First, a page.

By Stevan Dobrasevic, Director of Product Marketing, Bright Machines
Driven by the ongoing D.I.Y. trend, a global rise in discretionary income, and a growing fondness for all things “cordless,” the worldwide power-tool market is set to surge in the new decade, with projections topping $38 billion in sales by 2025 and a healthy 5-7% compound annual growth rate (CAGR).
Meeting this growing demand quickly, competently, and cost effectively – especially for a generation of more electronically advanced products – is placing new pressures on, and creating new opportunities for, power-tool manufacturers, a challenge ripe for robotic automation.
New Tools, Better Guts
Today’s power tools, personified by the array of power drills, saws, sanders, planers, and “all in ones” available at big box and local hardware stores, have grown more technologically advanced, increasing the complexity of their manufacture. For example, brushless DC motors, which provide the energy efficiency needed for today’s battery-driven, cordless power tools, have made motor control circuit boards a staple component across power-tool types.
As a result, a common step now in the power-tool manufacturing process is mounting the motor control circuit board into its requisite housing. This process requires applying sealant to the back of the circuit board and then welding it to the circuit mount.
Done manually, four employees can perform these two repetitive assembly steps – applying the sealant and welding the motor control board on its housing – at a rate of 437 units per hour. Projecting this out across two shifts for one year, such an operation can conceivably support manufacturing 1.7 million power tools.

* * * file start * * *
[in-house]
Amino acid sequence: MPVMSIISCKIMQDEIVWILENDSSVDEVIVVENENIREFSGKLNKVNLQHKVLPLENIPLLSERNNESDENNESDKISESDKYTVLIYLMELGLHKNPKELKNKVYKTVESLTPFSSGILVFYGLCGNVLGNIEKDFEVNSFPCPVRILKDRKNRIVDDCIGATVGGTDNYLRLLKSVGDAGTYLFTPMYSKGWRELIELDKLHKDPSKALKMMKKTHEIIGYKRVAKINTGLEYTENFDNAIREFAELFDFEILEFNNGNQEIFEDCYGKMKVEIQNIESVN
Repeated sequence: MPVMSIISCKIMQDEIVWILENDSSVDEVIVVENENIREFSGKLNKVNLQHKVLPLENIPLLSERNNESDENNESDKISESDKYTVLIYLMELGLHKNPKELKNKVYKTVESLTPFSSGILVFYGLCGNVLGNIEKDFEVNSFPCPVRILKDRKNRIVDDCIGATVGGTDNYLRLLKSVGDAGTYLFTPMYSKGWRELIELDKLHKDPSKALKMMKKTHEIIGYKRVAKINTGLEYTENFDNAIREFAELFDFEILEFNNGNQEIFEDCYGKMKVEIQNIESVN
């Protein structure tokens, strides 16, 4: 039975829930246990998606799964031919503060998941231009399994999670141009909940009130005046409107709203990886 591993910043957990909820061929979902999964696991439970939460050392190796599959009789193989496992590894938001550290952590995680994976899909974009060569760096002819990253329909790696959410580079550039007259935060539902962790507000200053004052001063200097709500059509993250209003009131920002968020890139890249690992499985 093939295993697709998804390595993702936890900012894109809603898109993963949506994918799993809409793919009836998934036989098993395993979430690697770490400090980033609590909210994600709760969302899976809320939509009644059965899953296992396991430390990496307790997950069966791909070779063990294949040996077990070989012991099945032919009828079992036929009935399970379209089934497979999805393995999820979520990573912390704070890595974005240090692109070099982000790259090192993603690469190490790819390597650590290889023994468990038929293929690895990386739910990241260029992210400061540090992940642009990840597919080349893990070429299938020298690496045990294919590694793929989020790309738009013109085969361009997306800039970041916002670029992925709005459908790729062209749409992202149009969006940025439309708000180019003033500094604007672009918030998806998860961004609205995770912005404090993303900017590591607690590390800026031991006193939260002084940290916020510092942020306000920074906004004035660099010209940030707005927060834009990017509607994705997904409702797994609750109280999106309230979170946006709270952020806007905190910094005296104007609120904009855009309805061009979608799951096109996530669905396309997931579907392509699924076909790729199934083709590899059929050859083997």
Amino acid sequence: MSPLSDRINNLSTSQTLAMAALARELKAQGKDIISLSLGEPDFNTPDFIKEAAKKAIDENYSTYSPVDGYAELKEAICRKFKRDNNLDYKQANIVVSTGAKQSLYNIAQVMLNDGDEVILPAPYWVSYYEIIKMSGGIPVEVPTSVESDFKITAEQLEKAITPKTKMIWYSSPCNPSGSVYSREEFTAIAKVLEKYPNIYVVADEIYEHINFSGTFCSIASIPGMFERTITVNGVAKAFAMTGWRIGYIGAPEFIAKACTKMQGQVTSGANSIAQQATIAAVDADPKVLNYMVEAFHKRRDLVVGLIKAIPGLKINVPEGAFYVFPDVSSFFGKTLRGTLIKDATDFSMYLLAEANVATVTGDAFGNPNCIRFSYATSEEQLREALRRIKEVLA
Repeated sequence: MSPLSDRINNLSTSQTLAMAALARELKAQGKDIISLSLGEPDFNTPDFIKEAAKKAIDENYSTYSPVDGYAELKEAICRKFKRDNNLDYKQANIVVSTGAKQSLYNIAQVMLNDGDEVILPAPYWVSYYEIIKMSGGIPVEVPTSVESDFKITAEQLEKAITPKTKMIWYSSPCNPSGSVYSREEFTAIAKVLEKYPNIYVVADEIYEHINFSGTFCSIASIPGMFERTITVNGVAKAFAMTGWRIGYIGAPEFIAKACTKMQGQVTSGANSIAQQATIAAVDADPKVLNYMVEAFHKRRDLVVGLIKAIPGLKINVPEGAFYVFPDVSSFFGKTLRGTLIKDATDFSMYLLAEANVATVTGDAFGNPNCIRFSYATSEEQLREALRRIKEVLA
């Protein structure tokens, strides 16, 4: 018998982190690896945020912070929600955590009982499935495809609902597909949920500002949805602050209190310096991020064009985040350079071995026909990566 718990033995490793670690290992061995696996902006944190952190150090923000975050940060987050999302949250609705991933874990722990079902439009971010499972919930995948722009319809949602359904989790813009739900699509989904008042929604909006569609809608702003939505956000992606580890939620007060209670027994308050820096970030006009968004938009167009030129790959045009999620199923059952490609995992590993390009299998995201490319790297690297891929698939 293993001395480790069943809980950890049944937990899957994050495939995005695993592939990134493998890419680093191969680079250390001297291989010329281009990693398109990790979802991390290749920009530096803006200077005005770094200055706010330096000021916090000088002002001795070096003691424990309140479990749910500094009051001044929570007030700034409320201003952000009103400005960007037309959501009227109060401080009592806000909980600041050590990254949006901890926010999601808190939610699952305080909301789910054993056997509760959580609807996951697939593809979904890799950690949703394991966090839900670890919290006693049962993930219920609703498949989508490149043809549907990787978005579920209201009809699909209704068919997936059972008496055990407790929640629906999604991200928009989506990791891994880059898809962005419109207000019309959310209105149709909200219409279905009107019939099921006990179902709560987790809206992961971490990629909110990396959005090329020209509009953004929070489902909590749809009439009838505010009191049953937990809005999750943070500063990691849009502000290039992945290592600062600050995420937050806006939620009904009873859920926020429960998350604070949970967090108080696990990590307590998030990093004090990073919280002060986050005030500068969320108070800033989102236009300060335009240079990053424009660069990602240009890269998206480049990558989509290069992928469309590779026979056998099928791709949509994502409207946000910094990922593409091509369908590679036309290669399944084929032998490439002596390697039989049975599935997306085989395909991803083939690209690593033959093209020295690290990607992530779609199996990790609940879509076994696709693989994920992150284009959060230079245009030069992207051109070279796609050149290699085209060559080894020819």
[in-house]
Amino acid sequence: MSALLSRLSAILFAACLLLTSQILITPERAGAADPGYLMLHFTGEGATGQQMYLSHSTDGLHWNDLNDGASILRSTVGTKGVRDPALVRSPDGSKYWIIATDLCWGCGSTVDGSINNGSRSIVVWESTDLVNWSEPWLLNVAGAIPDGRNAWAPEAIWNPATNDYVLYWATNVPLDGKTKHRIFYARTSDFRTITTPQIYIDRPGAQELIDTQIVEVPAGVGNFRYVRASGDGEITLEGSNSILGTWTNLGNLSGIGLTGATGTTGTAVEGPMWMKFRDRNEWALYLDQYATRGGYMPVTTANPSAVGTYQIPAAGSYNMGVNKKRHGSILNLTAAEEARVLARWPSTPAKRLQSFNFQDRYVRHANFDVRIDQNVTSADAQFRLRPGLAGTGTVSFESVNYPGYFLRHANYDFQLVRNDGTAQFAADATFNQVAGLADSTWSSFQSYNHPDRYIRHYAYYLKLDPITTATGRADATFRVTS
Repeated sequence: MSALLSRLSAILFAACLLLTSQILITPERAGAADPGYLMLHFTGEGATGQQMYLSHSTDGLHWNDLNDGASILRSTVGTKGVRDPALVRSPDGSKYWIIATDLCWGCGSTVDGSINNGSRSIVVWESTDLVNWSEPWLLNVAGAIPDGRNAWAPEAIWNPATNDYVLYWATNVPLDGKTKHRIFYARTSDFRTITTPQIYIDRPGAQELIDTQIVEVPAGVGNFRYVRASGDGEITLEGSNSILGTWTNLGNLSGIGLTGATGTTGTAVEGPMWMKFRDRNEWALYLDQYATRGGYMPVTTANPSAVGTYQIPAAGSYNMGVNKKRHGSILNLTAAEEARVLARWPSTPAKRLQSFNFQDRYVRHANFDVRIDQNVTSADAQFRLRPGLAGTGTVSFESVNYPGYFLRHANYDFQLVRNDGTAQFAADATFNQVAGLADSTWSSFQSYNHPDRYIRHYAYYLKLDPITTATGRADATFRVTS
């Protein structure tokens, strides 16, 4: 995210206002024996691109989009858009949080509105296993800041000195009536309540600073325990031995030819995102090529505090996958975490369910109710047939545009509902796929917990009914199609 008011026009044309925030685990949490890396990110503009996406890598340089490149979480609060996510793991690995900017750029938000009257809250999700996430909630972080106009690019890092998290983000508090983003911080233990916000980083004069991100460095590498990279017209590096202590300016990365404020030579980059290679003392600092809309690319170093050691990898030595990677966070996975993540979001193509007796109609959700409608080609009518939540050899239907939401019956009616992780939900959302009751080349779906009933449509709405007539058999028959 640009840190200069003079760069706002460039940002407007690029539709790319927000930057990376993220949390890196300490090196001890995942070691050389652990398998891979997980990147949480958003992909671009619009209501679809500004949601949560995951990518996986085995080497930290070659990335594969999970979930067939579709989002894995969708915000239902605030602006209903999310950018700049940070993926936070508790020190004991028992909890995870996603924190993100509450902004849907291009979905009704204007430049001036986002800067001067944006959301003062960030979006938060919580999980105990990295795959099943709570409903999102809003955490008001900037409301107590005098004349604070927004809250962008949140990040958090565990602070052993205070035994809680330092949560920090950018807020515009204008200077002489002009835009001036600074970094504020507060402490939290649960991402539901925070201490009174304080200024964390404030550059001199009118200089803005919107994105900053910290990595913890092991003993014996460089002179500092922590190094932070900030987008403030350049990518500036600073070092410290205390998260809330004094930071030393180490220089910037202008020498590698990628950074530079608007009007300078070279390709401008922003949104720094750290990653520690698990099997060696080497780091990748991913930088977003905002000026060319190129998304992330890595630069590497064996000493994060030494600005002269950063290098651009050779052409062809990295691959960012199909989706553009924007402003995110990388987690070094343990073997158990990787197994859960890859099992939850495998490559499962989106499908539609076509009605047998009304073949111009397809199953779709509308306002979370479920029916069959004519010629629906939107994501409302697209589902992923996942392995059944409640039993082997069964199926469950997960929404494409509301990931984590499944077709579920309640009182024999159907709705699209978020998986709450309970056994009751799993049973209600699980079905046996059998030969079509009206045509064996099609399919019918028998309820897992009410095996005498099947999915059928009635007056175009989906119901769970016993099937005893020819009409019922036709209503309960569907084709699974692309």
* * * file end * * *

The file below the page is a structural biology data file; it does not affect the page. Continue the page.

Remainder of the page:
A Better Way to Assemble
Bright Machines Microfactories, comprised of flexible modular hardware components are easily configured using Brightware™, our intelligent software, can handle many of the essential tasks in power-tool assembly, including:
- Pick and place parts assembly
- Applying labels
- Reading bar codes
- Welding and more
In the motor control circuit board mounting process, a microfactory can automate the dispensing of sealant onto the back of the board; pick up the board and place it properly in the mount; and then weld the pieces together.
Given these automation capabilities, let’s examine them in a more specific context: the mounting of a circuit board for use in a power saw. Using a microfactory, a manufacturer can create a virtually touchless line for the mounting process. Mounts are fed into the first station and circuit boards into the second, where sealant is applied and the components joined together. Traveling via conveyor, the assembly is then welded in the third station and moved to the fourth, where the finished assembly is picked and placed onto a tray and removed for later use.
The microfactory produces 510 units per hour, besting the 437 units produced by the four-person team noted earlier, a 17% gain in throughput.
Yet the cost equation is even more compelling. When running one shift, the four human operators produce sub-assemblies at a constant $.18 per unit vs. the microfactory’s $.16. Yet that math changes dramatically over time: add a second shift and the microfactory’s cost dips to $.08; add a third, and it drops even further to $.05, a 72% cost reduction, highlighting the solution’s economy of scale.
As an added benefit, this automated assembly process occurs under the watchful eye of machine vision, ensuring quality and reducing downstream waste.
More throughput, less cost, higher quality – building these components into your power-tool assemblies has never been easier or more important.
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How to cut production costs of power tool assembly
The assembly of power tools is often done locally. Using automation can help reduce the costs. Better yet, using automation equipment which can be easily reconfigured to handle multiple assembly purposes delivers an even more attractive ROI. Join Stevan Dobrasevic, Product Marketing Director at Bright Machines, to see how software can be used to easily reconfigure modular automation equipment to achieve low-cost assembly of power tools.